Peru tailor made holiday, highlights

“This company has no holidays labelled as "eco" or "green"; all are created with the environment and community in mind, and this community-focused tour is no exception.”


Lima | Arequipa | Condors at Colca Canyon | National Park of Salinas y Aguada Blanca | Puno | Meeting Aymara and Quechua people | Lake Titicaca | Cuzco | Pisac Market | Andean weaving workshop | Machu Picchu | Aguas Calientes | Sacred Valley | Optional extension to Amazon rainforest

Travel Team

If you'd like to chat about this holiday or need help finding one we're very happy to help. The Travel Team.

01273 823 700 Calling from outside the UK?

Departure information

This trip is only for tailor made departures throughout the year to suit your requirements
Our top tip:
For a real cultural immersion, time your trip to coincide with Puno
Trip type:
Tailor made. No min. age but not suitable for very young children.
Activity level:
A range of options, depending on budget and preference.
Accomm., English-speaking guide, listed activities, transport (except local flights,)
All breakfasts, 2 lunches.

Responsible tourism

As the pioneers of responsible tourism, we screen every trip so you can travel knowing your holiday will help support conservation and local people.

As with all our holidays, the accommodation you stay at has been chosen to meet at least our basic environmental requirements. These include actively reducing energy and water usage and providing advice on how guests can reduce their own footprint through individual actions like turning off air conditioning and reusing towels. All the places you stay at buy their food locally, cutting down transport emissions and helping local farmers.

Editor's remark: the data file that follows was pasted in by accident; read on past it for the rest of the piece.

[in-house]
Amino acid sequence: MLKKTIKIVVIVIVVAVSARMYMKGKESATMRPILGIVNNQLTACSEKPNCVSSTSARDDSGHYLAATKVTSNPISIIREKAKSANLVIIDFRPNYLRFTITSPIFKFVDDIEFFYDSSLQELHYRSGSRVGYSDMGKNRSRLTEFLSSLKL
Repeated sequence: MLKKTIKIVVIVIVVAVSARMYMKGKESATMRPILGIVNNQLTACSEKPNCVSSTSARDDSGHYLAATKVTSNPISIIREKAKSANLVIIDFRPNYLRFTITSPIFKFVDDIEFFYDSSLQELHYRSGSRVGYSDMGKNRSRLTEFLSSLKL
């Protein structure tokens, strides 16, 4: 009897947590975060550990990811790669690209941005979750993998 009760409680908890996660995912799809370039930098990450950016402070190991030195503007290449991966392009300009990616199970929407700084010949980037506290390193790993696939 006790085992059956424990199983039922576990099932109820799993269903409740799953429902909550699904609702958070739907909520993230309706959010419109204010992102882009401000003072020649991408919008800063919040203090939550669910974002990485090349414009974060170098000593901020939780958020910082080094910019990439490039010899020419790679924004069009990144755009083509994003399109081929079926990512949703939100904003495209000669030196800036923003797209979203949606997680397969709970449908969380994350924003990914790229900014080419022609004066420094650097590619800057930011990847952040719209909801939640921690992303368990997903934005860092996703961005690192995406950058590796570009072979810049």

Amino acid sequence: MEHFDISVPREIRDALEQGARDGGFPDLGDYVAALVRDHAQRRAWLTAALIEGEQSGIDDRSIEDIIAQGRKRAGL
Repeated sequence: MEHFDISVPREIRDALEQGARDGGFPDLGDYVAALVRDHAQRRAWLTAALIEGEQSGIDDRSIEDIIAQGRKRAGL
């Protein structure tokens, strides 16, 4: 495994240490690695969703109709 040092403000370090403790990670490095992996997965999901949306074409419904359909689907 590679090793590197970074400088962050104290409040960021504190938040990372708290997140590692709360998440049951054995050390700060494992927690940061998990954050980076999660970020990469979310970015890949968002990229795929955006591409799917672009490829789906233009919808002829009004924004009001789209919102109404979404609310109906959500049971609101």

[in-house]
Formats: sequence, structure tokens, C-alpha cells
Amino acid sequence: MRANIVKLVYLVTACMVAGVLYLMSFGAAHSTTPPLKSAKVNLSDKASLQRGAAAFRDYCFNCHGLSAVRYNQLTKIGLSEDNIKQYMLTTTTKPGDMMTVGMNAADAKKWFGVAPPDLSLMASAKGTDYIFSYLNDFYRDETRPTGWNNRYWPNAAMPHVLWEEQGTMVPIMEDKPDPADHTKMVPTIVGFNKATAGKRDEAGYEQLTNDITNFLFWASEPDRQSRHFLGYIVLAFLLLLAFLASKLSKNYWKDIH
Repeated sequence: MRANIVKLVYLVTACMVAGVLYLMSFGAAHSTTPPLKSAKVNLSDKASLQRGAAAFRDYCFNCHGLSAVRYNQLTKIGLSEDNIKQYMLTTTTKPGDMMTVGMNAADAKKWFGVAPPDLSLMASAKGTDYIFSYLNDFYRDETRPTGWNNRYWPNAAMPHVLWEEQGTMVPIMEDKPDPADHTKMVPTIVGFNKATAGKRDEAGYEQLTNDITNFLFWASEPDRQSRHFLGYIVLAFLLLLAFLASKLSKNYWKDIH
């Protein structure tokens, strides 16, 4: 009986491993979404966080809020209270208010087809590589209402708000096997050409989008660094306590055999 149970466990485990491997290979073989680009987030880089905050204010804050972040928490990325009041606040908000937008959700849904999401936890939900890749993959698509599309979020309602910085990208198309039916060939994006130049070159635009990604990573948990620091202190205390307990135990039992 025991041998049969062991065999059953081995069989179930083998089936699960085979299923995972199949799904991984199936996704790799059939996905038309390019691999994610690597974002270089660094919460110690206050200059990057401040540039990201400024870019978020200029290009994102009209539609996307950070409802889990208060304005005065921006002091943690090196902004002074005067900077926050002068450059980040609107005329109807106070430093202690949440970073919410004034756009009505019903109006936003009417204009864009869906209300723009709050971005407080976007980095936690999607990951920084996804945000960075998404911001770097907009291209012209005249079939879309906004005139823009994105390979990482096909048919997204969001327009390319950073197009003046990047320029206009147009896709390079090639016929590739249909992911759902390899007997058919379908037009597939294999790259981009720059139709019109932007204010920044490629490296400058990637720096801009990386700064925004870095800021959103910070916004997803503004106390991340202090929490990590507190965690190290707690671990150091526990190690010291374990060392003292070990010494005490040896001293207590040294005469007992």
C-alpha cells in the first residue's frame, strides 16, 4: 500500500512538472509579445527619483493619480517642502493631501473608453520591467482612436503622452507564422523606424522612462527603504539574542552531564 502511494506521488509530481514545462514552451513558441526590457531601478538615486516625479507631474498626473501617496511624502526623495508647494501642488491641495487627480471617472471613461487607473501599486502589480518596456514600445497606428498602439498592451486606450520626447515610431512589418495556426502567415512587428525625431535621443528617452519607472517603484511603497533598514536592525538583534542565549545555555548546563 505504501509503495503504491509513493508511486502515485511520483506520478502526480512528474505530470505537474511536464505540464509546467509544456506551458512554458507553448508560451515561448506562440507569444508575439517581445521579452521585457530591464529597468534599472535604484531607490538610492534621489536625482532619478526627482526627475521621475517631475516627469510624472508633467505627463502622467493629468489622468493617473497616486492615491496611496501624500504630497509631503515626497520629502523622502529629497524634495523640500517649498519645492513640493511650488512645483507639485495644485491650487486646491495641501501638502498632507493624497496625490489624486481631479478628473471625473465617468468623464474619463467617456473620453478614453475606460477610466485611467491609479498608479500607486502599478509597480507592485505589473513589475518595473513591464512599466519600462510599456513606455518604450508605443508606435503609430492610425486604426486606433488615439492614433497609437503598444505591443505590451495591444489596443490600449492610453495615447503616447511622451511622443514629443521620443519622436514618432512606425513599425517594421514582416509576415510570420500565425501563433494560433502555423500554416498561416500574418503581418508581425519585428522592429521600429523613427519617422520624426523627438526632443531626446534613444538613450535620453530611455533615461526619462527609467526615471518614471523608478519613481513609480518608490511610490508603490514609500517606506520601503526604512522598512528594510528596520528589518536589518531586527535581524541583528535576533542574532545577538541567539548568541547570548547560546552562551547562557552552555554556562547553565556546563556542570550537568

During the trip, we take care to reduce our environmental impacts wherever we can, for example by encouraging the use of public transport and using modern fuel-efficient private vehicles. Our Peruvian partner is putting in place a local carbon offset scheme, in cooperation with the Huascarán National Park and other organisations in Huaraz, to mitigate those emissions that cannot be avoided. They also run workshops with communities to explain the importance of protecting their natural resources to bring income from tourism. A good example is the Yacu Tayta project in the Pacaya-Samiria reserve, where fisherfolk have implemented conservation practices for more than 16 years, showing that tourism can actually enhance conservation.

In the UK, we work hard to ensure that our own operations are as green as possible. Our electricity supply is 100% renewable, we use energy-saving lightbulbs and recycle all our waste. Being web-based, we run a nearly paperless office, send all information by email and do not print brochures. Our Peruvian partners also share the same philosophy by using paper as efficiently as possible, working on energy-efficient laptop computers and separating their office waste for recycling. In Huaraz this is done in conjunction with a local NGO which works with disabled people to create products made from waste materials.

The Impacts of this Trip

In Peru, we try to support local people in 3 ways. Firstly, all our trips are designed to include cultural activities and meet cultural conservation objectives, so that local people gain pride in their local culture through tourism. On this programme you have the chance to visit the Amaru community, who have organised themselves to create a village tourism centre where you can take part in activities like weaving and dying typical clothes and learning about traditional medicinal plants.

Secondly, all our holidays incorporate donations to community development funds or our partner’s development fund. This money is used to assist projects in different ways across the country, from education initiatives, to sponsoring a child leukemia and deaf children project, to supporting conservation projects and community clean-ups in jungle areas. On this programme, the fees go to support El Hogar de las Estrellas but we are also able to facilitate donations to individuals and communities you will meet, in a sustainable manner.